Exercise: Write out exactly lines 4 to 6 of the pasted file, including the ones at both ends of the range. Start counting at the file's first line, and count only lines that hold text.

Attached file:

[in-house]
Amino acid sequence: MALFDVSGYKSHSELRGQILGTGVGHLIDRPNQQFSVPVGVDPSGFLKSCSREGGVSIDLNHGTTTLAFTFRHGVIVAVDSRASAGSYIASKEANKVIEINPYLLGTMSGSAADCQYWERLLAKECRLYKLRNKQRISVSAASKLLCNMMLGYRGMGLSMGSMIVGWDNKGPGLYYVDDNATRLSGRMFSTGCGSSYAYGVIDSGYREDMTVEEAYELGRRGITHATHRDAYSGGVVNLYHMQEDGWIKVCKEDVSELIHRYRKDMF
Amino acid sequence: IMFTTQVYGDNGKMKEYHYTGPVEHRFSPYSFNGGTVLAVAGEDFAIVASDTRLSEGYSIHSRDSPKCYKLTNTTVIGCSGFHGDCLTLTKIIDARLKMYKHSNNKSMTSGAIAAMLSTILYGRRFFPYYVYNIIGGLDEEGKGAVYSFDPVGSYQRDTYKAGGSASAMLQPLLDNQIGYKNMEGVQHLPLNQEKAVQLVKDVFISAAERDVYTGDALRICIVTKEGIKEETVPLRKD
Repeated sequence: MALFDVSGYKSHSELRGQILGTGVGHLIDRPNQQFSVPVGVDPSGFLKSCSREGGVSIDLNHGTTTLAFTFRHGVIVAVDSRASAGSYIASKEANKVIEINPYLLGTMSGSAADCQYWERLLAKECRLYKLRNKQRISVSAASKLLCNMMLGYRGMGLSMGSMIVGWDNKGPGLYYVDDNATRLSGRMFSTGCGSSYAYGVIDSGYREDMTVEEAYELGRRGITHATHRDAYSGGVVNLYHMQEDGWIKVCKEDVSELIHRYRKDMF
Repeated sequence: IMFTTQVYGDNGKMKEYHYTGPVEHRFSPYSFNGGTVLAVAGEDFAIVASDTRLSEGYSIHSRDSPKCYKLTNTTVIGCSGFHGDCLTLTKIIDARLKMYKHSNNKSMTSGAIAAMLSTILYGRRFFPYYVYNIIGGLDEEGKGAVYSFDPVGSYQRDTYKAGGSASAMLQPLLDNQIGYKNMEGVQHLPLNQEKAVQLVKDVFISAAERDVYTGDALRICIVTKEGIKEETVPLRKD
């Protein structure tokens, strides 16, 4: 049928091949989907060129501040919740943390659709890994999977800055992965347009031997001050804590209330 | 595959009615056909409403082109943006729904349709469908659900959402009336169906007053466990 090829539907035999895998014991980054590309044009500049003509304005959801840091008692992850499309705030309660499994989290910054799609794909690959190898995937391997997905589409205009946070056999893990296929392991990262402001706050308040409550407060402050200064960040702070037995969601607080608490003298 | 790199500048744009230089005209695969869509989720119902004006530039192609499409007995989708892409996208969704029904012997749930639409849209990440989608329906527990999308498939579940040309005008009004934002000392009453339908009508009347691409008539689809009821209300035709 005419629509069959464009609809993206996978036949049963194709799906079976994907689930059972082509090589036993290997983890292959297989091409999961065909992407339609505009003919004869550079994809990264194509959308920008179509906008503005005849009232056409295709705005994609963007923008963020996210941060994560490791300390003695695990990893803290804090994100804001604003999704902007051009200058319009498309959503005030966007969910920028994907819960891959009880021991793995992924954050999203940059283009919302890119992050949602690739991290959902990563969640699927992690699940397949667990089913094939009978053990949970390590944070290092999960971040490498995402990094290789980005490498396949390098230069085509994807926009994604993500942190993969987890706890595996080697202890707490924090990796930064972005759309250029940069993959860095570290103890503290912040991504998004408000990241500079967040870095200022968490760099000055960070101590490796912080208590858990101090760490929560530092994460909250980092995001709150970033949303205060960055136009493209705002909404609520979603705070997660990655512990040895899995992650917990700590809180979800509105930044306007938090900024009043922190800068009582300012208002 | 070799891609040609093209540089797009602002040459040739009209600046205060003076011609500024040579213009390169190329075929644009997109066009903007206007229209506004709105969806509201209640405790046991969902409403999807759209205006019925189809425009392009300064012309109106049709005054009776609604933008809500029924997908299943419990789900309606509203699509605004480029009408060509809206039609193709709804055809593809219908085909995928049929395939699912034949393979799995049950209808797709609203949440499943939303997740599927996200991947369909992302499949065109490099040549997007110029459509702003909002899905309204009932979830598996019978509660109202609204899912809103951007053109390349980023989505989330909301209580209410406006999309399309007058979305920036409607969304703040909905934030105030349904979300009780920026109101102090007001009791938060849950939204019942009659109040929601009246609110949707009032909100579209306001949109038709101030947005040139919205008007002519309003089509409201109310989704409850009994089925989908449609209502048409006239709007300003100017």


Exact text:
Repeated sequence: MALFDVSGYKSHSELRGQILGTGVGHLIDRPNQQFSVPVGVDPSGFLKSCSREGGVSIDLNHGTTTLAFTFRHGVIVAVDSRASAGSYIASKEANKVIEINPYLLGTMSGSAADCQYWERLLAKECRLYKLRNKQRISVSAASKLLCNMMLGYRGMGLSMGSMIVGWDNKGPGLYYVDDNATRLSGRMFSTGCGSSYAYGVIDSGYREDMTVEEAYELGRRGITHATHRDAYSGGVVNLYHMQEDGWIKVCKEDVSELIHRYRKDMF
Repeated sequence: IMFTTQVYGDNGKMKEYHYTGPVEHRFSPYSFNGGTVLAVAGEDFAIVASDTRLSEGYSIHSRDSPKCYKLTNTTVIGCSGFHGDCLTLTKIIDARLKMYKHSNNKSMTSGAIAAMLSTILYGRRFFPYYVYNIIGGLDEEGKGAVYSFDPVGSYQRDTYKAGGSASAMLQPLLDNQIGYKNMEGVQHLPLNQEKAVQLVKDVFISAAERDVYTGDALRICIVTKEGIKEETVPLRKD
């Protein structure tokens, strides 16, 4: 049928091949989907060129501040919740943390659709890994999977800055992965347009031997001050804590209330 | 595959009615056909409403082109943006729904349709469908659900959402009336169906007053466990 090829539907035999895998014991980054590309044009500049003509304005959801840091008692992850499309705030309660499994989290910054799609794909690959190898995937391997997905589409205009946070056999893990296929392991990262402001706050308040409550407060402050200064960040702070037995969601607080608490003298 | 790199500048744009230089005209695969869509989720119902004006530039192609499409007995989708892409996208969704029904012997749930639409849209990440989608329906527990999308498939579940040309005008009004934002000392009453339908009508009347691409008539689809009821209300035709 005419629509069959464009609809993206996978036949049963194709799906079976994907689930059972082509090589036993290997983890292959297989091409999961065909992407339609505009003919004869550079994809990264194509959308920008179509906008503005005849009232056409295709705005994609963007923008963020996210941060994560490791300390003695695990990893803290804090994100804001604003999704902007051009200058319009498309959503005030966007969910920028994907819960891959009880021991793995992924954050999203940059283009919302890119992050949602690739991290959902990563969640699927992690699940397949667990089913094939009978053990949970390590944070290092999960971040490498995402990094290789980005490498396949390098230069085509994807926009994604993500942190993969987890706890595996080697202890707490924090990796930064972005759309250029940069993959860095570290103890503290912040991504998004408000990241500079967040870095200022968490760099000055960070101590490796912080208590858990101090760490929560530092994460909250980092995001709150970033949303205060960055136009493209705002909404609520979603705070997660990655512990040895899995992650917990700590809180979800509105930044306007938090900024009043922190800068009582300012208002 | 070799891609040609093209540089797009602002040459040739009209600046205060003076011609500024040579213009390169190329075929644009997109066009903007206007229209506004709105969806509201209640405790046991969902409403999807759209205006019925189809425009392009300064012309109106049709005054009776609604933008809500029924997908299943419990789900309606509203699509605004480029009408060509809206039609193709709804055809593809219908085909995928049929395939699912034949393979799995049950209808797709609203949440499943939303997740599927996200991947369909992302499949065109490099040549997007110029459509702003909002899905309204009932979830598996019978509660109202609204899912809103951007053109390349980023989505989330909301209580209410406006999309399309007058979305920036409607969304703040909905934030105030349904979300009780920026109101102090007001009791938060849950939204019942009659109040929601009246609110949707009032909100579209306001949109038709101030947005040139919205008007002519309003089509409201109310989704409850009994089925989908449609209502048409006239709007300003100017």